A friend who works in one of the big banks recently told me that any
new-fangled approach to identity and payments is going to have a hard time
getting traction while credit cards continue to work as well as they do.
"Using credit cards is too easy, too normal, too entrenched in Business As
Usual", he said. They used to say the same thing about Windows.
Linux doesn't lie, any more than gravity lies, or geology lies, or atmosphere
lies. Like those other natural things, Linux has no guile, no agenda beyond
supporting the entirety of use-space. In rough words, there's no bullshit about
it, and that's one reason it gets used. Let me explain.
Two years ago, I got into a conversation with another professional about the desktop. I opined that very shortly, the desktop would be our cell phone and there would be no need to put file servers at everyone's desk. more>>
I used to have a paperweight sitting on my desk that read something like “Robert H. Lane, appointed President of Commodore Computers....” It was the sort of thing that they gave to executives. A brass plaque of their appointment as it appeared in the Wall Street Journal or the Globe and Mail. more>>
At the end of a conference, most people have two feelings. The first is a feeling of wanting to get out there and do something. After last year's LinuxCon, especially after listening to Noah Broadwater of Sesame Workshop, I wanted to go back to my office, take a chainsaw to my IIS installations, and tear out my Sharepoint system. more>>
As a society, we are all about numbers -- How much, how far, how fast. In IT, it is all a numbers game. Teraflops to compare computing power, TPC results to compare databases, analyst numbers to compare penetration -- We are all about the numbers. And as a wise man once said, there are lies, damn lies, and statistics. more>>
We never like to see our co-workers leave. In most cases, though, we are are happy for them because they are going on to bigger and better things. But occasionally they are not leaving under their own power. And that is when things can get...well...messy. So before you are tasked with the job of putting it all back together, why not take a moment and prepare. more>>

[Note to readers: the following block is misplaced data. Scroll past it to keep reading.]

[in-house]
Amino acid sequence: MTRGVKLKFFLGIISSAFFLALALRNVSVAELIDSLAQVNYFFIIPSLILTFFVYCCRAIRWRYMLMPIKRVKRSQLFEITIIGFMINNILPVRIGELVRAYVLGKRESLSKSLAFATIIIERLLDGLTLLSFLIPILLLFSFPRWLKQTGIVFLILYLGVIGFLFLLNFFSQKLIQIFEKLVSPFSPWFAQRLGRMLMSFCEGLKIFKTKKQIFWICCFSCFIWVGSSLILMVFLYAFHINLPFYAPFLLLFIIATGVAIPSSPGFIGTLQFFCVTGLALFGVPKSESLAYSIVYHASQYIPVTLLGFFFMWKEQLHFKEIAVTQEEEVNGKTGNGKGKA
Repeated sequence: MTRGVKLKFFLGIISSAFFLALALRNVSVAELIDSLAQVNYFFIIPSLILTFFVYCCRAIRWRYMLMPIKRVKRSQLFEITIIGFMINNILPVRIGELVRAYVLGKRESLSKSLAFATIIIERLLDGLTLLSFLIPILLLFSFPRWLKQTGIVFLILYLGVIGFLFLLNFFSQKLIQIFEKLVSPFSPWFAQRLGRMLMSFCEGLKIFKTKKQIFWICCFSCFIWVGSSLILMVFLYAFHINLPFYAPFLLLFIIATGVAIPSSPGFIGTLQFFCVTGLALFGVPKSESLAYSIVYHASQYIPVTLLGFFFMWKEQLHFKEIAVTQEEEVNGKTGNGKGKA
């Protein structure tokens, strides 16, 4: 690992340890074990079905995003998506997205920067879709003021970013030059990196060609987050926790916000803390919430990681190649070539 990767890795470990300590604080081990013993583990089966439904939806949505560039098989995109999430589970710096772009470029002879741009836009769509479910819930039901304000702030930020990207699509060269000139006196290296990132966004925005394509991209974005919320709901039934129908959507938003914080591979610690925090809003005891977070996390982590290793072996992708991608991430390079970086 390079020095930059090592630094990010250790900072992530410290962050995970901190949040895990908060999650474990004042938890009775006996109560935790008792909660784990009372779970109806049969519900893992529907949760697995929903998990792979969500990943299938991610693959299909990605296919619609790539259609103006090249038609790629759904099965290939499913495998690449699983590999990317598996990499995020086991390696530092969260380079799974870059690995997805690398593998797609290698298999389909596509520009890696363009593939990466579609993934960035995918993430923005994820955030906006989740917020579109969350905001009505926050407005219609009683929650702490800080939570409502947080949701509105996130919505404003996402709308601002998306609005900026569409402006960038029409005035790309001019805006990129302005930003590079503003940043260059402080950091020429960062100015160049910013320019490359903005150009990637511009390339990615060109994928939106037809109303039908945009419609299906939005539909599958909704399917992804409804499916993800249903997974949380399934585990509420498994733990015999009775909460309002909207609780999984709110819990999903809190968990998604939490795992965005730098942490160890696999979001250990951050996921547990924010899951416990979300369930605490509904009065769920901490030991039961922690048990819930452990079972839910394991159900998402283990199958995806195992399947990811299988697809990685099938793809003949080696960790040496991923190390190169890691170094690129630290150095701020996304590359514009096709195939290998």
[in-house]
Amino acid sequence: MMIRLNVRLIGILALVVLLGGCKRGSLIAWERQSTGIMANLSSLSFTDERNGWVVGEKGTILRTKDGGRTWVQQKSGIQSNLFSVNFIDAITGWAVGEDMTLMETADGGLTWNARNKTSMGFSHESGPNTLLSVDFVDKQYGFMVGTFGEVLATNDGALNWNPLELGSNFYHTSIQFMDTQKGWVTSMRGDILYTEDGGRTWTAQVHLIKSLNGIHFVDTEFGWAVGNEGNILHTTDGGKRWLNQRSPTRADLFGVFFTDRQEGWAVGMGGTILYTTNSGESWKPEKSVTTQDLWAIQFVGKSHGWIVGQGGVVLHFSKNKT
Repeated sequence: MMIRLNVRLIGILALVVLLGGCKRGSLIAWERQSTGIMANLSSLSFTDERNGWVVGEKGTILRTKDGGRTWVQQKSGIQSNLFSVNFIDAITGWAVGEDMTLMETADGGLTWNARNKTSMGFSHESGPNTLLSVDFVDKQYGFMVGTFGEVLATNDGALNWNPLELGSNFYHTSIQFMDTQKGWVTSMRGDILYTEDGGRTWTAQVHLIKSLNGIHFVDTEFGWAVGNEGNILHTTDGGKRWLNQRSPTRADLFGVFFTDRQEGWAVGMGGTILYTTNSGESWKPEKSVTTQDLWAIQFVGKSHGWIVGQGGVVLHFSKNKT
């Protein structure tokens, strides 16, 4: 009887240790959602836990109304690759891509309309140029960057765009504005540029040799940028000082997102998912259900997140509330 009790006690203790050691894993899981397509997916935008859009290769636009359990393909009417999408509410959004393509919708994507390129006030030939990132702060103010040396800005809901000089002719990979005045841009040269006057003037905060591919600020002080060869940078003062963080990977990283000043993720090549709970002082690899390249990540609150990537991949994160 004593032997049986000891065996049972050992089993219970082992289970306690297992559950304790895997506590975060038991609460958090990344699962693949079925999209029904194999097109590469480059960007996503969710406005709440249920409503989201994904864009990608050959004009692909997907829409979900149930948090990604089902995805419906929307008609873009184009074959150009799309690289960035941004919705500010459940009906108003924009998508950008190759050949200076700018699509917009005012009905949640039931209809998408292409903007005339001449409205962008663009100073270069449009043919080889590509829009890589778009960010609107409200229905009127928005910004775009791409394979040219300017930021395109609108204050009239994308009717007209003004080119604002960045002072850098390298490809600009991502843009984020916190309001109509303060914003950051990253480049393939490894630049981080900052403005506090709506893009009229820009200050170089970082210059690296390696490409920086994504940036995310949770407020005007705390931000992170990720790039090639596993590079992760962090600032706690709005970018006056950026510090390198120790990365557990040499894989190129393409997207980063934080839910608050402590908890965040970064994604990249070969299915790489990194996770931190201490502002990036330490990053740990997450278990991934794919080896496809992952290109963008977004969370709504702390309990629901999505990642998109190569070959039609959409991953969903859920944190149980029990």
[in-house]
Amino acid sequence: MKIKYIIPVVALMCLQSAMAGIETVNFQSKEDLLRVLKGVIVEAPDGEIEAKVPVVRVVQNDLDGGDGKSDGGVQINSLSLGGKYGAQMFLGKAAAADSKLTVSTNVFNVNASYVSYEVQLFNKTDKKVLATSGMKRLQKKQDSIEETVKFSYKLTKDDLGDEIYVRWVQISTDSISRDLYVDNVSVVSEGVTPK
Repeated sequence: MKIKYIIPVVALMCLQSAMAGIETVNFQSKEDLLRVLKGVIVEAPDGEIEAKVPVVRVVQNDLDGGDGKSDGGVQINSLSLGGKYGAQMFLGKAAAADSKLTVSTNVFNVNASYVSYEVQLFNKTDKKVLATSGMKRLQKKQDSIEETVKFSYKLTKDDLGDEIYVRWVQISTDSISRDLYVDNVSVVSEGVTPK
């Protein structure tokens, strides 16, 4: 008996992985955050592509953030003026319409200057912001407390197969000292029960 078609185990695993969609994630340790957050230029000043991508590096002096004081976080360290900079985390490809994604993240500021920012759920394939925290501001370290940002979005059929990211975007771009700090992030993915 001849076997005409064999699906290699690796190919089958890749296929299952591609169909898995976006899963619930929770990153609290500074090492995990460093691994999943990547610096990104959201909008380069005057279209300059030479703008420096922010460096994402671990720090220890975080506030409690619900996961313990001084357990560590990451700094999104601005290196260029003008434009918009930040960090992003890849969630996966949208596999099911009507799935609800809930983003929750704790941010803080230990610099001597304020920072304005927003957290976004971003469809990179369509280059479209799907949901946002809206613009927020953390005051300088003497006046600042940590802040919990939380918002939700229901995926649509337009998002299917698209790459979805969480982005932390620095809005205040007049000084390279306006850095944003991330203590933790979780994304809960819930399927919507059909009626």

As Linux continues to play an ever increasing role in corporate data centers and institutions, ensuring the integrity and protection of these systems must be a priority. With 60% of the world's websites and an increasing share of organization's mission-critical workloads running on Linux, failing to stop malware and other advanced threats on Linux can increasingly impact an organization's reputation and bottom line.
Most companies incorporate backup procedures for critical data, which can be restored quickly if a loss occurs. However, fewer companies are prepared for catastrophic system failures, in which they lose all data, the entire operating system, applications, settings, patches and more, reducing their system(s) to “bare metal.” After all, before data can be restored to a system, there must be a system to restore it to.
In this one hour webinar, learn how to enhance your existing backup strategies for better disaster recovery preparedness using Storix System Backup Administrator (SBAdmin), a highly flexible bare-metal recovery solution for UNIX and Linux systems.